post cover

Cavalry Charge #3

Your weekly list of 5 indie films that could really use your help


Lucas McNelly

Sep 30 2021

4 mins read


Welcome to this week's Cavalry Charge. The idea is simple: every week we'll tell you about 5 indie films that could use your help in some way. Check them out and if you can help them, that'd be amazing.

If you're new, subscribe! And if you really like this, we have a premium option that's currently just a tip jar.

A Crowdfunding Campaign

Black Butterflies (Tamara S. Hall)

We head over to Seed & Spark for a film that aims to "utilize the horror genre to transform the fear and anxiety of an expectant mother onto the audience." (emphasis theirs)

I've never been pregnant, but by wife certainly was and it's not hard to imagine turning that anxiety into something cinematic, so I'm interested in what they're able to do here.

The logline from the campaign:

When a woman becomes haunted by her sister's ailing health, she enters a real-life nightmare & must fight to be heard as her condition deteriorates. This timely story tackles the horrifying maternal mortality disparity amongst WOC, while showcasing the vulnerability, love & duplicity of Black women.

They are 64% funded with 10 days to go.

A Film to Rent on VOD

UnEarth (John C. LyonsDorota Swies)

Adrienne Barbeau and Marc Blucas star in this film about the horrors of fracking.

The relationship between two neighboring farm families are strained when one of them chooses to lease their land to an oil and gas company. In the midst of growing tension, the land is drilled, and something long dormant and terrifying, deep beneath the earth’s surface is released. “Unearth” is about the horrifying repercussions sown by short-sighted decisions, and what our children reap from our actions.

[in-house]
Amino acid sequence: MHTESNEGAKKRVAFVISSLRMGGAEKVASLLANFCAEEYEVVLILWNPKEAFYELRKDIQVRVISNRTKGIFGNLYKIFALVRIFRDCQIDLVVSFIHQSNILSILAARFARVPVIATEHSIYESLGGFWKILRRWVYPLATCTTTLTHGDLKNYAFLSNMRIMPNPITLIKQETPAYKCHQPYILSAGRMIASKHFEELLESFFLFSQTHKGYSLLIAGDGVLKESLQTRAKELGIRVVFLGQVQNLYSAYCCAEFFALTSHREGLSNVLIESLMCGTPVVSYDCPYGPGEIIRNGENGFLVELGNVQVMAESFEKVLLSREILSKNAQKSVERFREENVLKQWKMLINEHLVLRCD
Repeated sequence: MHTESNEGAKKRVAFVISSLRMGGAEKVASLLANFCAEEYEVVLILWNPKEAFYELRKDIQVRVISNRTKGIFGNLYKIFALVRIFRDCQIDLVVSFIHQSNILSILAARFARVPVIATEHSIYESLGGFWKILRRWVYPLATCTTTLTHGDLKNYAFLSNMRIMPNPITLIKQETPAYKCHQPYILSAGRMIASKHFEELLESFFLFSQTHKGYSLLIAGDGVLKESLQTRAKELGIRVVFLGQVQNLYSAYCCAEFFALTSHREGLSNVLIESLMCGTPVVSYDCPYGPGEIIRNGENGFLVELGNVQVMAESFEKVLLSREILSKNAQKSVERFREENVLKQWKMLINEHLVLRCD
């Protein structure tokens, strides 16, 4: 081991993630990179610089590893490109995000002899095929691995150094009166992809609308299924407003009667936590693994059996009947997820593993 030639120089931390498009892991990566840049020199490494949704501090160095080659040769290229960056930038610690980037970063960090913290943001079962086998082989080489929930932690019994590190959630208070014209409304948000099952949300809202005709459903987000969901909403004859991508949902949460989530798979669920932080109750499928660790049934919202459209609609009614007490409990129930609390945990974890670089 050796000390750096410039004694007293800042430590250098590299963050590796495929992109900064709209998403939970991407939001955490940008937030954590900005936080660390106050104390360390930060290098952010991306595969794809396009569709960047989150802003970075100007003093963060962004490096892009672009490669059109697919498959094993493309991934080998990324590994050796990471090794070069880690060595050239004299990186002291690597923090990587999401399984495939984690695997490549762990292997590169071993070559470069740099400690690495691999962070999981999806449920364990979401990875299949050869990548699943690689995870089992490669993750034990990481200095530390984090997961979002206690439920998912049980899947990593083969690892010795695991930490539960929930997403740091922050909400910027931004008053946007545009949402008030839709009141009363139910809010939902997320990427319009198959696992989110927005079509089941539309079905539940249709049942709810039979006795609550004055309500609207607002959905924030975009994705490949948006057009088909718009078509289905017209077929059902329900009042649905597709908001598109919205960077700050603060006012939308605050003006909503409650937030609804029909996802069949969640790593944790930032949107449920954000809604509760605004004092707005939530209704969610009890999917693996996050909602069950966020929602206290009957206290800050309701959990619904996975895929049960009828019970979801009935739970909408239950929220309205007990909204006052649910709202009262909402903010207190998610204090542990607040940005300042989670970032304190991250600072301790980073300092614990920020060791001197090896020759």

UnEarth is available on all your favorite digital platforms.

A Short Film to Watch

Yellow Belt Fury (Katherine Hughes)

Via our friends at Short of the Week, comes actress Katherine Hughes' directorial debut.

After Sofia's husband is brutally murdered during a terrestrial invasion, she asks her local sensei to train her in the art of self defense.

An Article to Read

Nuclear Family (Ry Russo-Young)

MovieMaker Magazine has a compelling article about the backstory of Ry Russo-Young's new HBO documentary in which the subject is...her.

“It was tricky to wear these different hats because in some ways I had to be as a subject who was experiencing something during the making of the movie and having feelings about everything that happened — I had to be really open and present and emotionally engaged,” she said. “But then as a director, it’s almost the opposite. As the filmmaker, you have to be aware of the whole narrative. You’re thinking about how things are constructed. So there were times that I had to talk about myself in the third person.”

The whole thing is fascinating.

A Trailer to Watch

Minyan (Eric Steel)

Courtesy of

In rapidly changing New York of the 1980s, a Russian Jewish teenager wrestles with his identity, faith, and sexuality, all of which seem irreconcilable until he befriends two closeted men in his grandfather’s senior housing complex. MINYAN is a tender portrait of self-discovery set in a rapidly changing 1980s New York. David is a 17-year-old yeshiva student living in Brooklyn with his Russian Jewish immigrant family: an overbearing mother and an abusive father. Though he has tender relationships with the senior citizens around him – a doting grandfather and a pair of elderly closeted Jewish men – David is stifled by the constraints of his conservative religious community. He seeks solace in James Baldwin books, nips of vodka, and eventually an East Village gay bar and the dashing bartender who works there. As David experiences a sexual and spiritual awakening, he begins to confront his intersecting identities as immigrant, Jew, and homosexual.

That's it! Subscribe to keep getting these updates and if you want, there's a premium option that's basically just a tip jar. There's no extra content. At least, not yet.

Got a film you think we should feature? You may recommend a film by emailing lmcnelly [at] However, IF you recommend your own film you are required to submit 1 other project that is not your own film to the submissions list. There's no submission fee and also no guarantee we'll watch your movie.

Read more posts like this in your inbox

Subscribe to the newsletter